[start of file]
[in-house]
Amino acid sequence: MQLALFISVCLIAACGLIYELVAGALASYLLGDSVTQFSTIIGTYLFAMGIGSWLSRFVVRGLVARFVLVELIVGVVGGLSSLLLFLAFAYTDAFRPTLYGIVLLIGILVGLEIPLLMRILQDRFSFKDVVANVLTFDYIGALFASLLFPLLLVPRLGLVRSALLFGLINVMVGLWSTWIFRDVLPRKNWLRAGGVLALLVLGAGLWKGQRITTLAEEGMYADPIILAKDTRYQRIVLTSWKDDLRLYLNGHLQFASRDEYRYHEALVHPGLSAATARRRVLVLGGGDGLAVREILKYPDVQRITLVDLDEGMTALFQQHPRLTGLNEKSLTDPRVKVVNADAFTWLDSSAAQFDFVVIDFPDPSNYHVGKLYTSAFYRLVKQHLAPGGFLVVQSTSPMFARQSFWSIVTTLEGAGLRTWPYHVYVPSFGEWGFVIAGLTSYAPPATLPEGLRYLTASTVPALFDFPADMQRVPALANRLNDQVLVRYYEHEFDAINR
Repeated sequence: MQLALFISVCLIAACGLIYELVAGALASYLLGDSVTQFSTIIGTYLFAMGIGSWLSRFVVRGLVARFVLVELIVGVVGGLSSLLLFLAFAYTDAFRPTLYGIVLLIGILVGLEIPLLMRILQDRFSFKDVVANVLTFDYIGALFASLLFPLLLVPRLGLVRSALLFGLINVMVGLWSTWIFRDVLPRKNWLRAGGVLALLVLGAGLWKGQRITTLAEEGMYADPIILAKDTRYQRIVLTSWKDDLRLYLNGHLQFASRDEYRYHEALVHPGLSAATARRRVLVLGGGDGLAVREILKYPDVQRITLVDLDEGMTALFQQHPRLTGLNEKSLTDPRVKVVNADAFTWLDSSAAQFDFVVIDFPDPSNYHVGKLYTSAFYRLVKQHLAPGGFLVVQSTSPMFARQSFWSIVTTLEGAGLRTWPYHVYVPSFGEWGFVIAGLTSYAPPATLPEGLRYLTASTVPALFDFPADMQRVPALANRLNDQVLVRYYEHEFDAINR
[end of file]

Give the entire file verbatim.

[in-house]
Amino acid sequence: MQLALFISVCLIAACGLIYELVAGALASYLLGDSVTQFSTIIGTYLFAMGIGSWLSRFVVRGLVARFVLVELIVGVVGGLSSLLLFLAFAYTDAFRPTLYGIVLLIGILVGLEIPLLMRILQDRFSFKDVVANVLTFDYIGALFASLLFPLLLVPRLGLVRSALLFGLINVMVGLWSTWIFRDVLPRKNWLRAGGVLALLVLGAGLWKGQRITTLAEEGMYADPIILAKDTRYQRIVLTSWKDDLRLYLNGHLQFASRDEYRYHEALVHPGLSAATARRRVLVLGGGDGLAVREILKYPDVQRITLVDLDEGMTALFQQHPRLTGLNEKSLTDPRVKVVNADAFTWLDSSAAQFDFVVIDFPDPSNYHVGKLYTSAFYRLVKQHLAPGGFLVVQSTSPMFARQSFWSIVTTLEGAGLRTWPYHVYVPSFGEWGFVIAGLTSYAPPATLPEGLRYLTASTVPALFDFPADMQRVPALANRLNDQVLVRYYEHEFDAINR
Repeated sequence: MQLALFISVCLIAACGLIYELVAGALASYLLGDSVTQFSTIIGTYLFAMGIGSWLSRFVVRGLVARFVLVELIVGVVGGLSSLLLFLAFAYTDAFRPTLYGIVLLIGILVGLEIPLLMRILQDRFSFKDVVANVLTFDYIGALFASLLFPLLLVPRLGLVRSALLFGLINVMVGLWSTWIFRDVLPRKNWLRAGGVLALLVLGAGLWKGQRITTLAEEGMYADPIILAKDTRYQRIVLTSWKDDLRLYLNGHLQFASRDEYRYHEALVHPGLSAATARRRVLVLGGGDGLAVREILKYPDVQRITLVDLDEGMTALFQQHPRLTGLNEKSLTDPRVKVVNADAFTWLDSSAAQFDFVVIDFPDPSNYHVGKLYTSAFYRLVKQHLAPGGFLVVQSTSPMFARQSFWSIVTTLEGAGLRTWPYHVYVPSFGEWGFVIAGLTSYAPPATLPEGLRYLTASTVPALFDFPADMQRVPALANRLNDQVLVRYYEHEFDAINR